But back to the problem at hand — there’s a well-coordinated effort afoot to discredit our new commander-in-chimp, I mean chief, by suggesting via the subliminable subtlety of caricature and photo selection that he’s a few plantains short of a plantation. (See the Jan. 22 New Yorker for Art Spiegelman’s inventory of illustrative unkindnesses already visited on Mr. Bush by various cartoonists whose loyalty to this country can only be termed tentative). Yes, members of the media, most of whom are not very nice (believe you me!), are having a good ol’ time with George W. and his propensity for striking chimplike poses whenever there’s a camera around. So be it. I say this plot’s destined to backfire.

Indeed, a few more President Chimp shots of Bush and we may find chimp fever sweeping the country. People will embrace the idea of a lovable Lord of the Apes swinging from the Oval Office’s chandeliers. After all the psycho-sexual intrigue of the last administration, citizens are ready for a screwball comedy in which there’s no screwing, starring a hapless King of the Jungle Texan who bumbled his way to the highest office in the land. (One phrase that will definitely not be heard in the Oval Office during the next four years: “Pet my monkey, touch him.”) And if that’s not enough to look forward to, those pictures of chimps wearing clothes and playing Texas hold ‘em are going to be coming back into vogue — big time!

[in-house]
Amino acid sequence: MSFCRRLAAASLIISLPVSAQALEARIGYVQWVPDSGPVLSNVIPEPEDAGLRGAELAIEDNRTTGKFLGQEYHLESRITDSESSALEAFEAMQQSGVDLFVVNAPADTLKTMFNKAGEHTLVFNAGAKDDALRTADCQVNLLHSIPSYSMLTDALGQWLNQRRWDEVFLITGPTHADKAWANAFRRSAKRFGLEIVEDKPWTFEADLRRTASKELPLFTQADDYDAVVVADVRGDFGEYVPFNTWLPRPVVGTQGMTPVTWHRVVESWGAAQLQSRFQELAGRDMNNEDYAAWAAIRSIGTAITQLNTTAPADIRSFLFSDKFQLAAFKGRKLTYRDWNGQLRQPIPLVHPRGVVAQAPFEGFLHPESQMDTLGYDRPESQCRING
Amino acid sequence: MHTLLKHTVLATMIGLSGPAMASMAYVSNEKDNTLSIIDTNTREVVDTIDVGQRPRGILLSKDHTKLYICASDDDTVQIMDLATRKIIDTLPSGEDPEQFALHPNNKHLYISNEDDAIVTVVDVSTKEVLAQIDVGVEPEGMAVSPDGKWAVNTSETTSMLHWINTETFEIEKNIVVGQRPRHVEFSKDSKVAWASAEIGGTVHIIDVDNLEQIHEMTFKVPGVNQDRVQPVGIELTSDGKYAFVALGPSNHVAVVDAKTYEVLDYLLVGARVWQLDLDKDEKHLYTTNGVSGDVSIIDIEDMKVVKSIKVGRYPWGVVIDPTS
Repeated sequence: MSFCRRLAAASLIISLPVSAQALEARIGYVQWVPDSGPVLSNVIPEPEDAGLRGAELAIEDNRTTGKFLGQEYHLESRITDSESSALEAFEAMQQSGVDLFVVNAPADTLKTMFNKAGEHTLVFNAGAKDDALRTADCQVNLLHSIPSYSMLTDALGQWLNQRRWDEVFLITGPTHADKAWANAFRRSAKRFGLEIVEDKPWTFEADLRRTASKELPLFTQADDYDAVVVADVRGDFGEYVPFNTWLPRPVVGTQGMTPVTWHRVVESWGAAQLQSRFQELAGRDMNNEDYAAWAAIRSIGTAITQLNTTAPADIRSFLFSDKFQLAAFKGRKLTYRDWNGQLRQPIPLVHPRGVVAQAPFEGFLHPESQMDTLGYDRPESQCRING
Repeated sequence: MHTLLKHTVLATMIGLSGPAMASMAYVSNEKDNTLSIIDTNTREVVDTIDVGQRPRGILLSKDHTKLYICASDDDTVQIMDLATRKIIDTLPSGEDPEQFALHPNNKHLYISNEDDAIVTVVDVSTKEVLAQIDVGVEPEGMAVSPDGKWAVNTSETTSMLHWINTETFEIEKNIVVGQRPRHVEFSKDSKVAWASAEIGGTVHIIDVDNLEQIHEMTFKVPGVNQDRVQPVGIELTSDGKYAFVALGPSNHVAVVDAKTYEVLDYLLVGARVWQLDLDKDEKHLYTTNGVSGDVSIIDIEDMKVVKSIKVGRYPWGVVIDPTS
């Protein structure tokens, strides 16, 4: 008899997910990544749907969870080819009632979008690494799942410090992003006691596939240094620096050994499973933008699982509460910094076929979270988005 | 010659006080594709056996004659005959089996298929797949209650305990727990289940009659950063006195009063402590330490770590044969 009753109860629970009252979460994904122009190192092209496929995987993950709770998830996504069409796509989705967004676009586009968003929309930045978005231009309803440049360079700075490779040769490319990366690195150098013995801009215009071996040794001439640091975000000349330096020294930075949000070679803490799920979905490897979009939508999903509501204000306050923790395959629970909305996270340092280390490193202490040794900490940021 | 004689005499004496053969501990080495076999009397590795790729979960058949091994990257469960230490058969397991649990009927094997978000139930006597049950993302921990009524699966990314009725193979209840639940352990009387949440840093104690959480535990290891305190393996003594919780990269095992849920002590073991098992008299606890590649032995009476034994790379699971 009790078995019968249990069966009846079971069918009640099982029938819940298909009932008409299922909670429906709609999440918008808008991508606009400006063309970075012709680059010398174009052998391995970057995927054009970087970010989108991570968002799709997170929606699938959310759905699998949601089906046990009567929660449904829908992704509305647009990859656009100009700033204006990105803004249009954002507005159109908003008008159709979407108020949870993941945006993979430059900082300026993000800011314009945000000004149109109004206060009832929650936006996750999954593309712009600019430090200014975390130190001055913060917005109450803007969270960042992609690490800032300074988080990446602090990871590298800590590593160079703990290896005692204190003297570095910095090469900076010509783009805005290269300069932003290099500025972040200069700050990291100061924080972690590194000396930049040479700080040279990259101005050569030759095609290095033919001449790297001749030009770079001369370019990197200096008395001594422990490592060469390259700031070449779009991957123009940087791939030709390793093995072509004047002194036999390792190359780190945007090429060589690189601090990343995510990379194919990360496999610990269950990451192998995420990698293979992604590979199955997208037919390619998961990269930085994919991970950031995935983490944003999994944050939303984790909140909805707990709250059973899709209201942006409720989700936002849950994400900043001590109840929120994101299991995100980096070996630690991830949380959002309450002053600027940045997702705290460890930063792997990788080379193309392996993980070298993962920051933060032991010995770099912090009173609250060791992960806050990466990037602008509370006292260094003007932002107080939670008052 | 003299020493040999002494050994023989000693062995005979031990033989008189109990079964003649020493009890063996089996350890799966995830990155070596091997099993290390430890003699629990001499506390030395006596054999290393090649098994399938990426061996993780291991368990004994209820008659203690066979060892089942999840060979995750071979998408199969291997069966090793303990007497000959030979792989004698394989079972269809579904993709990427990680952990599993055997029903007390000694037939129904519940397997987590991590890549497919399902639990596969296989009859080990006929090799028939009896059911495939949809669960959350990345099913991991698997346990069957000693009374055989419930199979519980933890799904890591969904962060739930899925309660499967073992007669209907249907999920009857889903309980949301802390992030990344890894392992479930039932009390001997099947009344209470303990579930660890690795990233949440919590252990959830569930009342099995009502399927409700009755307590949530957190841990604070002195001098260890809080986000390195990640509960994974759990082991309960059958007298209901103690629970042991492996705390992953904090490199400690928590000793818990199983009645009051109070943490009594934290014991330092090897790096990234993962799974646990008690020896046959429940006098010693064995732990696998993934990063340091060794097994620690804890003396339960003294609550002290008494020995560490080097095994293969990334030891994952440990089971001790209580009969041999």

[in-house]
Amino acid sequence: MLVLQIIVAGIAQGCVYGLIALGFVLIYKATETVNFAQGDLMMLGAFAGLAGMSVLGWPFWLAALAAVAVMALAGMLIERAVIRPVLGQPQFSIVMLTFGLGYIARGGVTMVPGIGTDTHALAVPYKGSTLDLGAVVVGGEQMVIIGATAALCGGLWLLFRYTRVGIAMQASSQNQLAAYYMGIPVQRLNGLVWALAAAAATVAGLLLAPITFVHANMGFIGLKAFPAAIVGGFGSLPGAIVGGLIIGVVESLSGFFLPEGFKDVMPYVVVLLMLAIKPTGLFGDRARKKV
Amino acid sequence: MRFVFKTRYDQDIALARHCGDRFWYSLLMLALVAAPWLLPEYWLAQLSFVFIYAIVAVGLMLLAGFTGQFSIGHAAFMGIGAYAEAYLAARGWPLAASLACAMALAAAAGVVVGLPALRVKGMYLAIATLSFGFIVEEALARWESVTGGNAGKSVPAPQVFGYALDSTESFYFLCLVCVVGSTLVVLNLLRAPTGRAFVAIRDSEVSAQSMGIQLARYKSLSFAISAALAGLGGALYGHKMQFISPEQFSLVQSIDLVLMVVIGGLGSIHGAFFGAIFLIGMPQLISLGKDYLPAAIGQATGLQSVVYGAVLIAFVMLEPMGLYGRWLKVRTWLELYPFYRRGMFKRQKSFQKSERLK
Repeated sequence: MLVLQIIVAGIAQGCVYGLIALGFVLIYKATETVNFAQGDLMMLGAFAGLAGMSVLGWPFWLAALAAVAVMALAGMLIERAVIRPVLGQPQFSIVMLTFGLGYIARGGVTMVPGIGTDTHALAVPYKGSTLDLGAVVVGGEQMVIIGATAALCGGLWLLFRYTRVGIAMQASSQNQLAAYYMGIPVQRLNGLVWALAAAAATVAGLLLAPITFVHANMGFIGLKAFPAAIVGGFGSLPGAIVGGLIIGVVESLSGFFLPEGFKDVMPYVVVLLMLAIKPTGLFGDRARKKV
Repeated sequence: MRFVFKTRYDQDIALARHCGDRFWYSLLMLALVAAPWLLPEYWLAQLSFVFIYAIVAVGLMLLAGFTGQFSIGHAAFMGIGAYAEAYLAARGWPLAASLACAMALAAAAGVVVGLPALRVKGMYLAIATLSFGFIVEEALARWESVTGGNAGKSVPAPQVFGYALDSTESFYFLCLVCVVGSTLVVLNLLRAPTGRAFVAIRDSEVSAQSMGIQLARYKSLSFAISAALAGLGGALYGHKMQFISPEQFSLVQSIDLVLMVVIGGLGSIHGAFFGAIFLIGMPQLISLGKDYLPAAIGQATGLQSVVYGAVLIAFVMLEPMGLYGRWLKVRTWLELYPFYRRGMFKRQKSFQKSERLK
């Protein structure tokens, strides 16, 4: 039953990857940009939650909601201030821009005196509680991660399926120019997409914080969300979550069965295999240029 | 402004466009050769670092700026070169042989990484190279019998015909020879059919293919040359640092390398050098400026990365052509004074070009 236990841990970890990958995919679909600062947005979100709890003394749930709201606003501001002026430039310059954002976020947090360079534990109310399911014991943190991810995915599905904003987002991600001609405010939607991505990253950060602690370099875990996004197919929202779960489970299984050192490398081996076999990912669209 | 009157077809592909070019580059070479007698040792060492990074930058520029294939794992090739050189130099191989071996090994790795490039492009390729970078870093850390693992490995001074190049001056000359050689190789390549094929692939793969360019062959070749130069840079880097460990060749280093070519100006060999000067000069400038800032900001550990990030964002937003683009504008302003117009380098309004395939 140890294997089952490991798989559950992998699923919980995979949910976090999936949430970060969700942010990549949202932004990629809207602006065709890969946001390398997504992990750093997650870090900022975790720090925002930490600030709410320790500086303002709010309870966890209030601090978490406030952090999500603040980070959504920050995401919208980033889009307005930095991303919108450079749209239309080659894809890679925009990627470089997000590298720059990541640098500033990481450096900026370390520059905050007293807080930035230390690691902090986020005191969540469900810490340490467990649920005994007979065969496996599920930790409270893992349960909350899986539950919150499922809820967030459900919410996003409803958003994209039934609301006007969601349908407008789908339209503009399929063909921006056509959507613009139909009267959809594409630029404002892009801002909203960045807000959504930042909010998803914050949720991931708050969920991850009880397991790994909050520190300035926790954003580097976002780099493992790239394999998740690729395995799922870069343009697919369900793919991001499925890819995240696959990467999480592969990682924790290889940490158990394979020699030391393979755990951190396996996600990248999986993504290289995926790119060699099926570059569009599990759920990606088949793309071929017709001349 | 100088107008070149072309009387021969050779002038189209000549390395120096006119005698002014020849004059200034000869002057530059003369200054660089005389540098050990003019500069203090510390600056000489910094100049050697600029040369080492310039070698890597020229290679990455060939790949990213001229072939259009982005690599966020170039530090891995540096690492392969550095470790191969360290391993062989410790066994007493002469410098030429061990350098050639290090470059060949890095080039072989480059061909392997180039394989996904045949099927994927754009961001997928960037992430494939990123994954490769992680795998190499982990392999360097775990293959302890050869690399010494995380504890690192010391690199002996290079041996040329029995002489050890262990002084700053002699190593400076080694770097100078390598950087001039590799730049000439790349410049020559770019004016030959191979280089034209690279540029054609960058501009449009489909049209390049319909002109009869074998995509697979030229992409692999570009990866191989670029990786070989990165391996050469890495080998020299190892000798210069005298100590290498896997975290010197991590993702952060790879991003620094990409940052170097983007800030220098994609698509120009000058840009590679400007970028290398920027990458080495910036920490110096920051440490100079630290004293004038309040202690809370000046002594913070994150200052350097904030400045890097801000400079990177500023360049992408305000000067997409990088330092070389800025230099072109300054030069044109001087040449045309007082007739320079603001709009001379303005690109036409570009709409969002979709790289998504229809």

Let the smarty-pants set mock our numero uno statesman all they wish. Let them try to make a monkey of him. I’m putting my money on this chimp thing’s becoming the new millennium’s first big style revolution. Forget all the talk about cowboy boots and barbeque once again dominating the world stage. Mark my words, “Planet of the Republicans” is about to do boffo box office.

Douglas Cruickshank is a senior writer for Salon. For more articles by Cruickshank, visit his archive.

More Related Stories

Featured Slide Shows

  • Share on Twitter
  • Share on Facebook
  • 1 of 11
  • Close
  • Fullscreen
  • Thumbnails

    Ten spectacular graphic novels from 2014

    Beautiful Darkness by Fabien Vehlmann & Kerascoët
    Kerascoët's lovely, delicate pen-and-watercolor art -- all intricate botanicals, big eyes and flowing hair -- gives this fairy story a deceptively pretty finish. You find out quickly, however, that these are the heartless and heedless fairies of folk legend, not the sentimental sprites beloved by the Victorians and Disney fans. A host of tiny hominid creatures must learn to survive in the forest after fleeing their former home -- a little girl who lies dead in the woods. The main character, Aurora, tries to organize the group into a community, but most of her cohort is too capricious, lazy and selfish to participate for long. There's no real moral to this story, which is refreshing in itself, beyond the perpetual lessons that life is hard and you have to be careful whom you trust. Never has ugly truth been given a prettier face.

    Ten spectacular graphic novels from 2014

    Climate Changed: A Personal Journey Through the Science by Philippe Squarzoni
    Squarzoni is a French cartoonist who makes nonfiction graphic novels about contemporary issues and politics. While finishing up a book about France under Jacques Chirac, he realized that when it came to environmental policy, he didn't know what he was talking about. "Climate Changed" is the result of his efforts to understand what has been happening to the planet, a striking combination of memoir and data that ruminates on a notoriously elusive, difficult and even imponderable subject. Panels of talking heads dispensing information (or Squarzoni discussing the issues with his partner) are juxtaposed with detailed and meticulous yet lyrical scenes from the author's childhood, the countryside where he takes a holiday and a visit to New York. He uses his own unreachable past as a way to grasp the imminent transformation of the Earth. The result is both enlightening and unexpectedly moving.